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This Week in Health Care Reform - March 31st, 2017

Republican leaders change course on health care reform; states move forward with Medicaid expansion; and, a powerful swath of potential voters weighs in on rising drug prices.

Week in Review

Next Steps: Last Friday, House Republicans pulled their health care bill from the docket just prior to its going to the floor for a vote.  The move followed several days of intense lobbying within the party, specifically between the White House and Congress.  Despite these efforts, though, enough opposition remained that House Speaker Paul Ryan (R-Wisconsin), in consultation with the President, made the decision to pull the American Health Care Act (AHCA) moments before the full chamber was scheduled to vote on it.  While to some the move signaled a transition to other legislative priorities, others interpreted the decision to cancel the vote as more a recalibration of sorts ahead of the GOP’s next push to reshape the contours of our health care system.  For their part, Republican leaders in the Senate have made known their intent to capitalize on the lessons learned from their House counterparts’ thwarted attempts by pushing to find a bipartisan way forward – which isn’t to say that everyone in the House is ready to cede control of the legislative momentum just yet.  On the other side of the aisle, Democrats have also recognized their opportunity to move the political rhetoric beyond ‘repeal and replace’ and towards ‘repair’ of the existing health care law.  As lawmakers turn their attention to mapping out next steps, stakeholders now find themselves having to navigate the increasingly troubled waters of a system in flux.  Unresolved issues – particularly those surrounding the cost-sharing reductions, which have surfaced as an instrumental lever in stabilizing the markets – continue to shroud the future of those markets in uncertainty.  Meanwhile, other issues, like the risk mitigation programs and the individual mandate, continue to contribute to consumers’ growing exposure to disruption.  In the wake of last week’s derailed legislative efforts, experts are urging lawmakers to lock arms and commit to sensible market policies.  And, should they need further incentive, polls indicate that voters are now watching closely, with those on the right side of the aisle wanting Congress to continue to pursue health care reform.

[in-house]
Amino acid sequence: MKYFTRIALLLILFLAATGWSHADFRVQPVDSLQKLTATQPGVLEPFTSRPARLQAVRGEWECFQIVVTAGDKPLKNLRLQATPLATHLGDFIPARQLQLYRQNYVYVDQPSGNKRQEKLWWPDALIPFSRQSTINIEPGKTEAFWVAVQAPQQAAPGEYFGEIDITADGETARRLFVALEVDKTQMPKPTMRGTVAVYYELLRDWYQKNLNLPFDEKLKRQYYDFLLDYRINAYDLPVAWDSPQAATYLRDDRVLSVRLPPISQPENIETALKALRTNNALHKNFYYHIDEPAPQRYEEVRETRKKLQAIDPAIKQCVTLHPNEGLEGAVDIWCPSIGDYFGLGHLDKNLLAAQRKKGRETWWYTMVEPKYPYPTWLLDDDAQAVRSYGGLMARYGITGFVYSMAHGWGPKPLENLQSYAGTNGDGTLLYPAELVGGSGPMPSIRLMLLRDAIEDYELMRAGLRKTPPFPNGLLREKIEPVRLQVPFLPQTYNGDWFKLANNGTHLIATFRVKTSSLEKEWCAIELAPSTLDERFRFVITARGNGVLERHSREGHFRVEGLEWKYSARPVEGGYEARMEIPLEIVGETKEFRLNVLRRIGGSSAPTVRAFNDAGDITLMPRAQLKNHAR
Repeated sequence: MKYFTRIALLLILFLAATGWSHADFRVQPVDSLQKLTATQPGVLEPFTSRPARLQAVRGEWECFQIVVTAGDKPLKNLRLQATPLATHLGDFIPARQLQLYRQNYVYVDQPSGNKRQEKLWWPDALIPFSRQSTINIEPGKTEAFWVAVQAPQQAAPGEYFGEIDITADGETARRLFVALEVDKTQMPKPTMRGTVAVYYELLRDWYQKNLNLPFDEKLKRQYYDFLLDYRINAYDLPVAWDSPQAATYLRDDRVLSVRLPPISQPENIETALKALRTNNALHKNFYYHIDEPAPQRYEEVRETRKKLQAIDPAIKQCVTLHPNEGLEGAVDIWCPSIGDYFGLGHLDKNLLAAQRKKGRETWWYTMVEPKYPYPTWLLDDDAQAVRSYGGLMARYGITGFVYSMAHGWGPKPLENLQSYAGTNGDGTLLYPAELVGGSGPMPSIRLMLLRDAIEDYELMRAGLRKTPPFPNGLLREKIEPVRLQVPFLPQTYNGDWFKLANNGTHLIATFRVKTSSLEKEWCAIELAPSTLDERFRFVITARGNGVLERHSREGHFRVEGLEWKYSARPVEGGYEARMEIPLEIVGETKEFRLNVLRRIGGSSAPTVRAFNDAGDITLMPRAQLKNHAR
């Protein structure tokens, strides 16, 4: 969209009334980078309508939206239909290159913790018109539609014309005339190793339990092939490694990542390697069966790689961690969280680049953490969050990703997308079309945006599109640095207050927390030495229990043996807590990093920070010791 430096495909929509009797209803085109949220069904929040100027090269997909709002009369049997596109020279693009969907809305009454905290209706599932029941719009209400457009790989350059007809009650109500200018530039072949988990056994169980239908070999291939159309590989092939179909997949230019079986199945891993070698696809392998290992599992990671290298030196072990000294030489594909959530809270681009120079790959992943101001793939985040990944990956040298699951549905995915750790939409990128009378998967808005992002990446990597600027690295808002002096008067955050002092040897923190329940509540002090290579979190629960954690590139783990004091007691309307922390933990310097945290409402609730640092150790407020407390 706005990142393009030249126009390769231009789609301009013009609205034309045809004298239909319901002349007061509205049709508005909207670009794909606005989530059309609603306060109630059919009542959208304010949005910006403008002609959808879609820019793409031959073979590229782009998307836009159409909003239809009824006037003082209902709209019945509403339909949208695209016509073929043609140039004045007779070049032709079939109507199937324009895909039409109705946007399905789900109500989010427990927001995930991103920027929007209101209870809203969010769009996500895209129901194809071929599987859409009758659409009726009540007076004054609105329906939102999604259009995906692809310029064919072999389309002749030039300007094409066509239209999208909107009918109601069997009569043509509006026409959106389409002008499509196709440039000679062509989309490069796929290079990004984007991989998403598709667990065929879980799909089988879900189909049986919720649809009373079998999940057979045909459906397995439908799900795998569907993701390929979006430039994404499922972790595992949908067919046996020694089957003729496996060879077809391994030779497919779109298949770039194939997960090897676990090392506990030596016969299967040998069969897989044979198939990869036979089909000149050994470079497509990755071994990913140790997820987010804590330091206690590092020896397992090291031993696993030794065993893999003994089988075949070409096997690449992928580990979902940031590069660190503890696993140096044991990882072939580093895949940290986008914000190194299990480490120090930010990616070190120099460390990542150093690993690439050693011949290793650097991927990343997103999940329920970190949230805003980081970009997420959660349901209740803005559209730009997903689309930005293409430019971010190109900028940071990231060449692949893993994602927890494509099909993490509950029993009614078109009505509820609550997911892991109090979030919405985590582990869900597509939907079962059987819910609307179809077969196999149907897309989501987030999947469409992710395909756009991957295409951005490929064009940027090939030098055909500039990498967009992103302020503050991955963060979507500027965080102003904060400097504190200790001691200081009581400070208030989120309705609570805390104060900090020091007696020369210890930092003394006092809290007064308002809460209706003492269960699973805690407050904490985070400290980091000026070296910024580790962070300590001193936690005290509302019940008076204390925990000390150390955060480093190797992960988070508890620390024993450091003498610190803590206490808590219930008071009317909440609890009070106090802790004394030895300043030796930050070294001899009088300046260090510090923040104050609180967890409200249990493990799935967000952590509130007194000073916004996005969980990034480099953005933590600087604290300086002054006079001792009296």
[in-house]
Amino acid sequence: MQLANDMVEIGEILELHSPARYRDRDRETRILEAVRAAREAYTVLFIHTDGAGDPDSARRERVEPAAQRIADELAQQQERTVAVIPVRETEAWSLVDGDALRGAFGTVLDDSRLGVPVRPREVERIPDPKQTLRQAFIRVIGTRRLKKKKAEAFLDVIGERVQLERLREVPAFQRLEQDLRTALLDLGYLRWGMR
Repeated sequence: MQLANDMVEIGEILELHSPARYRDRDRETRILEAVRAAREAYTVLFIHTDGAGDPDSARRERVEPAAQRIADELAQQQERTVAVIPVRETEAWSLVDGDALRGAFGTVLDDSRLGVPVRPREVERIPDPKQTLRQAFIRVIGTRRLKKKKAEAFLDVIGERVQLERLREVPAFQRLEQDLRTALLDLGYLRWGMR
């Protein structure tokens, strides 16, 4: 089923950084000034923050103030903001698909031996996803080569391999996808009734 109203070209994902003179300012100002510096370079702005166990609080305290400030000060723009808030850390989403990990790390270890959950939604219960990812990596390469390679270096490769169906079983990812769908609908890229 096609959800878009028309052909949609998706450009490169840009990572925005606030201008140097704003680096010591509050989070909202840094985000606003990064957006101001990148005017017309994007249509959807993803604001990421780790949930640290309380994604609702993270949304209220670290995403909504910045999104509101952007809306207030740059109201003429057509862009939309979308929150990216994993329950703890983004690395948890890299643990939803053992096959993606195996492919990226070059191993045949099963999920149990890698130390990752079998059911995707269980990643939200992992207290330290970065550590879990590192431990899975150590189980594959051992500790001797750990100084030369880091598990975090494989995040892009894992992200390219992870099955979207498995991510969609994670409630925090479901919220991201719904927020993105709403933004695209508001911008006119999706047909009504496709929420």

As the dust settles around Republicans’ latest attempt to dismantle the Affordable Care Act, attention now shifts to one of that law’s major provisions – Medicaid expansion.  On Tuesday, Senators in the Kansas state legislature voted to expand its Medicaid program, a week after state lawmakers in the House passed the measure.  While they failed to secure enough votes to overcome a veto by Gov. Sam Brownback (R), their efforts foreshadow similar moves by the remaining states that have yet to expand their Medicaid programs, such as Maine, Virginia, and North Carolina.  With approximately 74 million Americans (20 percent of the entire population) currently served by Medicaid, it’s no surprise that federal lawmakers continue to approach next steps for the program with caution
AARP Poll:
A new poll points to another large patient population increasingly frustrated with the runaway price of prescription drugs.  Released last week by AARP, their latest survey found that 76 percent of older Americans blame big drug company monopolies for the high prices of their medicines.  Additionally, 78 percent thought that allowing Medicare to negotiate with those manufacturers would lower prices and save the program money.  Those findings build on similar ones gathered last year, in which the vast majority (81 percent) of the 2,000, age 50-plus adults surveyed said they thought that drug prices were too high.  Pointedly, 9-in-10 wanted politicians to do something about it.      

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Looking Ahead

The Centers for Medicare & Medicaid Services (CMS) is expected to finalize their latest recommendations modifying the underlying funding structure for the Medicare Advantage program on Monday.  For the latest, be sure to follow the Health Action Network on Facebook and Twitter.

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